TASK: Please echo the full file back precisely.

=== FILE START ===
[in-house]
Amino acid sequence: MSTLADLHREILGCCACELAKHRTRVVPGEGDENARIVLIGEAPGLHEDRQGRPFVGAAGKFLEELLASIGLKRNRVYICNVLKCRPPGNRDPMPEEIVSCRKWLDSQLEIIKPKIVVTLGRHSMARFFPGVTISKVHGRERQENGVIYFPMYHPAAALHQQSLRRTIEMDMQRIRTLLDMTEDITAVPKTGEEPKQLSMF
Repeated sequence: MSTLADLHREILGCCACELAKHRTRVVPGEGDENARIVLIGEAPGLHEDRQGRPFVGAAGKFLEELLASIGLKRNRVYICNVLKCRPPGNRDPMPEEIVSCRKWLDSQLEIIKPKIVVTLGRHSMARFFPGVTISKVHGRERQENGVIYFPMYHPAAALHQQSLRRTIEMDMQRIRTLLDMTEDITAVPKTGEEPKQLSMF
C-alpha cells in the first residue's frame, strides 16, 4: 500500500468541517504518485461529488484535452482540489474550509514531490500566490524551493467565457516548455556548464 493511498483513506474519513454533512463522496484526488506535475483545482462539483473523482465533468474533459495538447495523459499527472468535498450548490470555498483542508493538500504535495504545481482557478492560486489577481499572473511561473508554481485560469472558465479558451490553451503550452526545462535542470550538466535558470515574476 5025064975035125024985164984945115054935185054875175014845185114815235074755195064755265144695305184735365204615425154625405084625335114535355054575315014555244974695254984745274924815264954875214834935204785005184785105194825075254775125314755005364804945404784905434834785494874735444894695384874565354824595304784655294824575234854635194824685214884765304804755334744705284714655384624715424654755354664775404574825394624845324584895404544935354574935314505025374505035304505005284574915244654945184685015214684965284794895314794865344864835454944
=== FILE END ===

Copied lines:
[in-house]
Amino acid sequence: MSTLADLHREILGCCACELAKHRTRVVPGEGDENARIVLIGEAPGLHEDRQGRPFVGAAGKFLEELLASIGLKRNRVYICNVLKCRPPGNRDPMPEEIVSCRKWLDSQLEIIKPKIVVTLGRHSMARFFPGVTISKVHGRERQENGVIYFPMYHPAAALHQQSLRRTIEMDMQRIRTLLDMTEDITAVPKTGEEPKQLSMF
Repeated sequence: MSTLADLHREILGCCACELAKHRTRVVPGEGDENARIVLIGEAPGLHEDRQGRPFVGAAGKFLEELLASIGLKRNRVYICNVLKCRPPGNRDPMPEEIVSCRKWLDSQLEIIKPKIVVTLGRHSMARFFPGVTISKVHGRERQENGVIYFPMYHPAAALHQQSLRRTIEMDMQRIRTLLDMTEDITAVPKTGEEPKQLSMF
C-alpha cells in the first residue's frame, strides 16, 4: 500500500468541517504518485461529488484535452482540489474550509514531490500566490524551493467565457516548455556548464 493511498483513506474519513454533512463522496484526488506535475483545482462539483473523482465533468474533459495538447495523459499527472468535498450548490470555498483542508493538500504535495504545481482557478492560486489577481499572473511561473508554481485560469472558465479558451490553451503550452526545462535542470550538466535558470515574476 5025064975035125024985164984945115054935185054875175014845185114815235074755195064755265144695305184735365204615425154625405084625335114535355054575315014555244974695254984745274924815264954875214834935204785005184785105194825075254775125314755005364804945404784905434834785494874735444894695384874565354824595304784655294824575234854635194824685214884765304804755334744705284714655384624715424654755354664775404574825394624845324584895404544935354574935314505025374505035304505005284574915244654945184685015214684965284794895314794865344864835454944